In their first debate before a large audience this election, U.S. Rep. Colleen Hanabusa repeatedly questioned challenger Charles Djou‘s voting record when he briefly represented Hawaii in Washington, D.C.
One of those votes, said Hanabusa, was against funding billions of dollars for military programs including construction projects in Hawaii and support for veterans.
Djou, who served a six-month tour in Afghanistan that ended in March, rejected any allegation that he did not care about his fellow service members.
“I’ve served our country, I’ve seen the very best and worst of humanity,” said Djou. “I have seen the selfless sacrifice made by so many of our veterans.”
But Hanabusa said she wasn’t questioning Djou’s loyalty or patriotism, noting the vote came before Djou was sent to a war zone.
“I still want an answer,” she said to Djou. “Was there something in the bill you did not like?”
Djou finally said that just because he wants to reduce government funding doesn’t mean he doesn’t support important programs. He tried to brush off Hanabusa’s question as an example of the “inside baseball” that goes on in Congress.
Maybe so, but it also represented the scoring of debate points for Hanabusa. After all, Djou is making his military service a centerpiece of his campaign, and Hanabusa made it seem as if he couldn’t explain not giving veterans government support.
The debate was sponsored by Hawaii Public Radio and broadcast live on HPR-2 (KIPO, KIPM, KIPH). HPR Political Reporter Wayne Yoshioka moderated.
Civil Beat notes other highlights from the debate.
The radio debate was the first public appearance of the two candidates available to a wide audience.
They are also scheduled to appear on Dan Boylan’s PBS Hawaii show Oct. 25 and, if it can be arranged, on local network television.
Though the debate started slowly, with Hanabusa and Djou both sounding a little nervous, things picked up soon enough, thanks to Yoshioka allowing multiple rebuttals for the candidates — something almost never allowed in most debates, let alone ones with a limited live broadcast time.
Such a format can be advantageous when a question plays to a candidate’s strengths. But it can also hurt when a candidate appears trapped, as Djou did when Hanabusa brought up the military funding vote.
A similar situation arose when Hanabusa brought up another Djou vote also during the lame-duck session of 2010, when Djou served out the remainder of his term. This vote had to do with taxes and unemployment benefits.
Hanabusa said Djou at first voted against extending tax cuts for the middle class and extending unemployment insurance funding — until the so-called Bush tax cuts for the wealthy were added to the deal.
“Why?” asked Hanabusa.
Djou handled this question a little better — “We can talk about bills ad nauseum,” he said, meaning they should in fact not do that — and explaining that his vote was related to his longstanding opposition to unfairly burdening Americans with high taxes.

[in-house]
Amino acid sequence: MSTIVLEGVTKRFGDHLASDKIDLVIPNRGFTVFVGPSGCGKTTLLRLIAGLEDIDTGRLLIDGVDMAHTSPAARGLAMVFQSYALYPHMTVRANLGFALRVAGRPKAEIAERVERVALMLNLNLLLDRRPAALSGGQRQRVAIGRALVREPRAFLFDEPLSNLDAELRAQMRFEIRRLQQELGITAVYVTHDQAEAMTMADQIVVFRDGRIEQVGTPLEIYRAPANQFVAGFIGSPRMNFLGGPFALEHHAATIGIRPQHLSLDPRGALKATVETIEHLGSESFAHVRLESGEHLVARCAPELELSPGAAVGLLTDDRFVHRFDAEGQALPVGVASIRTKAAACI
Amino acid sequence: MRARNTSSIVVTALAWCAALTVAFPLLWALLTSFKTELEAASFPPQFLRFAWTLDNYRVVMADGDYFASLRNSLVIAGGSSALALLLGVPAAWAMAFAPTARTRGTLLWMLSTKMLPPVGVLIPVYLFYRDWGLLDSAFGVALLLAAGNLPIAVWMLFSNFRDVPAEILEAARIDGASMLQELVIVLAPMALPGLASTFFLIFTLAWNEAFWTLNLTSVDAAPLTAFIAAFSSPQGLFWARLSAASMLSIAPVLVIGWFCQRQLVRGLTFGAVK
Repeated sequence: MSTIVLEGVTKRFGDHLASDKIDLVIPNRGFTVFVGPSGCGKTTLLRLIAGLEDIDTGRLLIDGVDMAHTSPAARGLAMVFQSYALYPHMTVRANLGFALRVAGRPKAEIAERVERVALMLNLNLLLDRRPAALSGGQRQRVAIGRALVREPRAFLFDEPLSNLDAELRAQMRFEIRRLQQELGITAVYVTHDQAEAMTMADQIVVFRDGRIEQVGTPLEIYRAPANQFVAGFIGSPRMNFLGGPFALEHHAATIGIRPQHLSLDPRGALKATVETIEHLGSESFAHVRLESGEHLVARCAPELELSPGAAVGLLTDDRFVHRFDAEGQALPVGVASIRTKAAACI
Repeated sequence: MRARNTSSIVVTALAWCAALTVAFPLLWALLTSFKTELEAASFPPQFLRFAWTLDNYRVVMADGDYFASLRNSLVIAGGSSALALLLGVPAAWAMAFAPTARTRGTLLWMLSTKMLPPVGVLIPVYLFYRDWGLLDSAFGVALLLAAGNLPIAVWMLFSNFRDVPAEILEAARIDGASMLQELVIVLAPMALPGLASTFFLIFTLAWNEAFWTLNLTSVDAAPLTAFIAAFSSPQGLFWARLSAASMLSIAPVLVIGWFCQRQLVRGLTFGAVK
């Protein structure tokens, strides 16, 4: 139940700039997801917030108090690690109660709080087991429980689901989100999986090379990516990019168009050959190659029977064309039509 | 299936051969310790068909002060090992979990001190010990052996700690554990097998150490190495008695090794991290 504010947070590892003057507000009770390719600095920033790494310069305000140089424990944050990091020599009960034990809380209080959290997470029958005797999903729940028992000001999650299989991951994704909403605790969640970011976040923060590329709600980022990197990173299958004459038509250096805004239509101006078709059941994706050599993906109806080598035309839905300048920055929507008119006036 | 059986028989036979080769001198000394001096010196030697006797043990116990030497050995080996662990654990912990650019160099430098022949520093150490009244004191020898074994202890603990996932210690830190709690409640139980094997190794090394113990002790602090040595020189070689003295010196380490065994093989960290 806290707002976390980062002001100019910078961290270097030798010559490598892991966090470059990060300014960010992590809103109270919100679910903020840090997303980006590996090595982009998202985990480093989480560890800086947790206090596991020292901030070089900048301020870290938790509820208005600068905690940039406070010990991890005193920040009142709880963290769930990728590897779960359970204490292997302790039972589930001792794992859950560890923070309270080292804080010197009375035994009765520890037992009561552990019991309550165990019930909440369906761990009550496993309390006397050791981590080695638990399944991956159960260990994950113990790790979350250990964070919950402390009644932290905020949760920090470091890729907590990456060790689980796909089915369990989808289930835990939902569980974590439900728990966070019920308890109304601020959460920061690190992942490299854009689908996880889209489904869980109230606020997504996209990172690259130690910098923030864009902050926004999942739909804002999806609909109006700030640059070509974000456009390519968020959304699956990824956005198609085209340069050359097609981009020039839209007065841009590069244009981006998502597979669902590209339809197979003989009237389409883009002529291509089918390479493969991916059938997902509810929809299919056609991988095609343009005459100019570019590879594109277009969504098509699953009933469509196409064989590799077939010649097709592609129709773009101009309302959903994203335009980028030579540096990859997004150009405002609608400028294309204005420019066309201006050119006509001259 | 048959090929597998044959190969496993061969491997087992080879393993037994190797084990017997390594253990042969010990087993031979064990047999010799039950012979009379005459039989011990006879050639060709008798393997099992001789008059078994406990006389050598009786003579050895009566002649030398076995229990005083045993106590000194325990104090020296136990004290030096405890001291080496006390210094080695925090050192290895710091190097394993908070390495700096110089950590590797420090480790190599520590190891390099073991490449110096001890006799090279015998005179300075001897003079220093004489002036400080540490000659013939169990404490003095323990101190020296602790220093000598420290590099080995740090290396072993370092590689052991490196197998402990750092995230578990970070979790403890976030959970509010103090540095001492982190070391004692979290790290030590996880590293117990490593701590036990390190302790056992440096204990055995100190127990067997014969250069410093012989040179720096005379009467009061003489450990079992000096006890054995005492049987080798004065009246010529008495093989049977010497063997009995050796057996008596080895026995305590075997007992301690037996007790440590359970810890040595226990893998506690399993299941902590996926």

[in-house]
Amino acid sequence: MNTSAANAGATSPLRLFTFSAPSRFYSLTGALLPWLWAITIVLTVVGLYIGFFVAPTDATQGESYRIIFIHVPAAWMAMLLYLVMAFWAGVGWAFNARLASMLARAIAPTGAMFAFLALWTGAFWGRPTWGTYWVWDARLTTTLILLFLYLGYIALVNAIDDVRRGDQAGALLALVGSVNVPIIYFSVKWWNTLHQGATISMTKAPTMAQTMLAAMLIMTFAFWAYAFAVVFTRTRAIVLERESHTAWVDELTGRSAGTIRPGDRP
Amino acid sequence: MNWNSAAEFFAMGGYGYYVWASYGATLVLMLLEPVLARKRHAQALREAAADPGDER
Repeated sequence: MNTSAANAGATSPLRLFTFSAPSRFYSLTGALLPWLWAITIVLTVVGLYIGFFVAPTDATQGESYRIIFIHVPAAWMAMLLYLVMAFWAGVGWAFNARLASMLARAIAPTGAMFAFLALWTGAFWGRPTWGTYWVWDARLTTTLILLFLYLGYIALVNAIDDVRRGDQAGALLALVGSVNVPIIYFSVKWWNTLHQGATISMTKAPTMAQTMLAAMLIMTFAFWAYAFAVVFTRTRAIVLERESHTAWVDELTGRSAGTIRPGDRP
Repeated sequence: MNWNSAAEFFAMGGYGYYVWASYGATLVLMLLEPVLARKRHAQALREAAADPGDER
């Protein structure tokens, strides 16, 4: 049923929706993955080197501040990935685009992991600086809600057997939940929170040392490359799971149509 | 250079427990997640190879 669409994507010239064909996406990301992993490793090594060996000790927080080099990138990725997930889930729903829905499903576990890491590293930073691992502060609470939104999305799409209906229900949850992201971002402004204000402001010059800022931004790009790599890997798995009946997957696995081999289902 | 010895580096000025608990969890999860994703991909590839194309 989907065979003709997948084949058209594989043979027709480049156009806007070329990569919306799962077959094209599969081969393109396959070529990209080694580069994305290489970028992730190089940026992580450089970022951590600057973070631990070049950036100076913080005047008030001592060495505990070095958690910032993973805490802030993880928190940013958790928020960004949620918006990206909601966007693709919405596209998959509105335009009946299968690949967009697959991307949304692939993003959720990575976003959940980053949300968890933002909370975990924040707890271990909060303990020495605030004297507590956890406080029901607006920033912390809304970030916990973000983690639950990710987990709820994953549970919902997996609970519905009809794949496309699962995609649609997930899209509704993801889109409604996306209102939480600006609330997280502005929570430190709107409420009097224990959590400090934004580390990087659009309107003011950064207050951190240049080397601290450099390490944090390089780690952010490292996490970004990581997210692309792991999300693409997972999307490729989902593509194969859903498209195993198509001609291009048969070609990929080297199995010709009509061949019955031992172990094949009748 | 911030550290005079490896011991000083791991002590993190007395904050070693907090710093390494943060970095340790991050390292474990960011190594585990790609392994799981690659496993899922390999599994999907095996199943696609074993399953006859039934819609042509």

But Hanabusa had scored again, making Djou look inconsistent when it comes to voting on tax policy and favoring the rich over the middle class.
When Hanabusa proceeded to tie this vote back to the one on military funding, Djou again expressed umbrage over “allegations or innuendo” that somehow he did not care for veterans.
Djou more then held his own, however, and he scored some debating points, too.
He did not lose his cool under the repeated questioning, for example, and managed to frequently use the debate questions to underscore his main argument: that he and Hanabusa have clear philosophical differences, i.e., Hanabusa believes more government is the solution while Djou believes Americans are the solution.
The debate lasted only an hour, and, while endless rebuttal made for healthy, even dramatic exchanges, it meant there wasn’t time for other topics — like energy, education, foreign policy and social issues, to name just a few major ones.
But the candidates did talk about protecting entitlements and about bringing down the deficit and debt, areas that also showed clear differences between the two — largely along party lines — but also some areas of agreement, like over parts of the Simpson-Bowles deficit reduction plan.
Yoshioka also managed to ask a topical question on everyone’s mind — the Stevie Wonder fiasco at the University of Hawaii Athletics Department.
Hanabusa expressed confidence that her former colleagues in the Legislature would get to the bottom of things, while Djou said the concert matter was an example of precisely what’s wrong in government: people not taking responsibility for their actions and being held accountable.
The last time the public got to see Djou and Hanabusa go at it, he was a congressman and she was a three-time unsuccessful candidate for the job. Now the tables are reversed, and there has been talk around the state that Djou is merely going through the motions and waiting for a run for higher office (governor or U.S. senator) down the road.
Perhaps that’s the case. But another thing the HPR debate showed is that Hanabusa and Djou care very much about Hawaii and serving their country in Washington.
But only one of them will have the privilege to serve after Nov. 6.